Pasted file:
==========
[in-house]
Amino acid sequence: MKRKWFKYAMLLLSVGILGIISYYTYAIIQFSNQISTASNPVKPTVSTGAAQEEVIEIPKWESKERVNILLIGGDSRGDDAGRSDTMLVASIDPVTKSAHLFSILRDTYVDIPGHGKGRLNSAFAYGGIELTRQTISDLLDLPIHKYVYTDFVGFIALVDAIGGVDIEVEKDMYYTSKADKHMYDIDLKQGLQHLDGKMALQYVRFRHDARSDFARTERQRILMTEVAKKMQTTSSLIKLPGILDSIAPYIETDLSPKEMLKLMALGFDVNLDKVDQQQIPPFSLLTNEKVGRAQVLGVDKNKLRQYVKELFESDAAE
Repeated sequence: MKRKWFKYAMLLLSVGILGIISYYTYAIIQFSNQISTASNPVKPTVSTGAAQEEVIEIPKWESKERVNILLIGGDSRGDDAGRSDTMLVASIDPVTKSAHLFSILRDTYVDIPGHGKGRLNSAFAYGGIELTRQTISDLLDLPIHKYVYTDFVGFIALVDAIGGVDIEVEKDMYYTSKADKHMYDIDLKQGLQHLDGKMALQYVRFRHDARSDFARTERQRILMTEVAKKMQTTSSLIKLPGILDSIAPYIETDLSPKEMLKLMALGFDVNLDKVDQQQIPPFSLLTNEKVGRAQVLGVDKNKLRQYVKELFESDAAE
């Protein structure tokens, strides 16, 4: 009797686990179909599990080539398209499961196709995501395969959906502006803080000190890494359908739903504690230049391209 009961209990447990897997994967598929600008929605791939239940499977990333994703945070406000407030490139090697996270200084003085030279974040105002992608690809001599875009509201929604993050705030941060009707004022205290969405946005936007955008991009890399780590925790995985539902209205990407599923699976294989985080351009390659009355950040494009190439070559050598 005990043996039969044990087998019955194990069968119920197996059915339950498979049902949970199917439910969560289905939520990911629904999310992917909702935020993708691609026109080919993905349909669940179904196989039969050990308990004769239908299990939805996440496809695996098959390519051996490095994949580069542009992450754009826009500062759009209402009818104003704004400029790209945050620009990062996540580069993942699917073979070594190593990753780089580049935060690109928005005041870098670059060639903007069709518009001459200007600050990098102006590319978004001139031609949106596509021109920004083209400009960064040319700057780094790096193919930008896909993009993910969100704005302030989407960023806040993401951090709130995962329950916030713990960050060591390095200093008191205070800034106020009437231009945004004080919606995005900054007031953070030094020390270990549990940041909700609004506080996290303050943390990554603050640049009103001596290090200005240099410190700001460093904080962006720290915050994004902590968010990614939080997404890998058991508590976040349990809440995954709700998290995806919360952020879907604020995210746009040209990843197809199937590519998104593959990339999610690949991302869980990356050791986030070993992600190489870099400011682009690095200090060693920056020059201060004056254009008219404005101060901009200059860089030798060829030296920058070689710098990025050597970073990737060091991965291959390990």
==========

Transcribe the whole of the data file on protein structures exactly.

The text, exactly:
[in-house]
Amino acid sequence: MKRKWFKYAMLLLSVGILGIISYYTYAIIQFSNQISTASNPVKPTVSTGAAQEEVIEIPKWESKERVNILLIGGDSRGDDAGRSDTMLVASIDPVTKSAHLFSILRDTYVDIPGHGKGRLNSAFAYGGIELTRQTISDLLDLPIHKYVYTDFVGFIALVDAIGGVDIEVEKDMYYTSKADKHMYDIDLKQGLQHLDGKMALQYVRFRHDARSDFARTERQRILMTEVAKKMQTTSSLIKLPGILDSIAPYIETDLSPKEMLKLMALGFDVNLDKVDQQQIPPFSLLTNEKVGRAQVLGVDKNKLRQYVKELFESDAAE
Repeated sequence: MKRKWFKYAMLLLSVGILGIISYYTYAIIQFSNQISTASNPVKPTVSTGAAQEEVIEIPKWESKERVNILLIGGDSRGDDAGRSDTMLVASIDPVTKSAHLFSILRDTYVDIPGHGKGRLNSAFAYGGIELTRQTISDLLDLPIHKYVYTDFVGFIALVDAIGGVDIEVEKDMYYTSKADKHMYDIDLKQGLQHLDGKMALQYVRFRHDARSDFARTERQRILMTEVAKKMQTTSSLIKLPGILDSIAPYIETDLSPKEMLKLMALGFDVNLDKVDQQQIPPFSLLTNEKVGRAQVLGVDKNKLRQYVKELFESDAAE
């Protein structure tokens, strides 16, 4: 009797686990179909599990080539398209499961196709995501395969959906502006803080000190890494359908739903504690230049391209 009961209990447990897997994967598929600008929605791939239940499977990333994703945070406000407030490139090697996270200084003085030279974040105002992608690809001599875009509201929604993050705030941060009707004022205290969405946005936007955008991009890399780590925790995985539902209205990407599923699976294989985080351009390659009355950040494009190439070559050598 005990043996039969044990087998019955194990069968119920197996059915339950498979049902949970199917439910969560289905939520990911629904999310992917909702935020993708691609026109080919993905349909669940179904196989039969050990308990004769239908299990939805996440496809695996098959390519051996490095994949580069542009992450754009826009500062759009209402009818104003704004400029790209945050620009990062996540580069993942699917073979070594190593990753780089580049935060690109928005005041870098670059060639903007069709518009001459200007600050990098102006590319978004001139031609949106596509021109920004083209400009960064040319700057780094790096193919930008896909993009993910969100704005302030989407960023806040993401951090709130995962329950916030713990960050060591390095200093008191205070800034106020009437231009945004004080919606995005900054007031953070030094020390270990549990940041909700609004506080996290303050943390990554603050640049009103001596290090200005240099410190700001460093904080962006720290915050994004902590968010990614939080997404890998058991508590976040349990809440995954709700998290995806919360952020879907604020995210746009040209990843197809199937590519998104593959990339999610690949991302869980990356050791986030070993992600190489870099400011682009690095200090060693920056020059201060004056254009008219404005101060901009200059860089030798060829030296920058070689710098990025050597970073990737060091991965291959390990």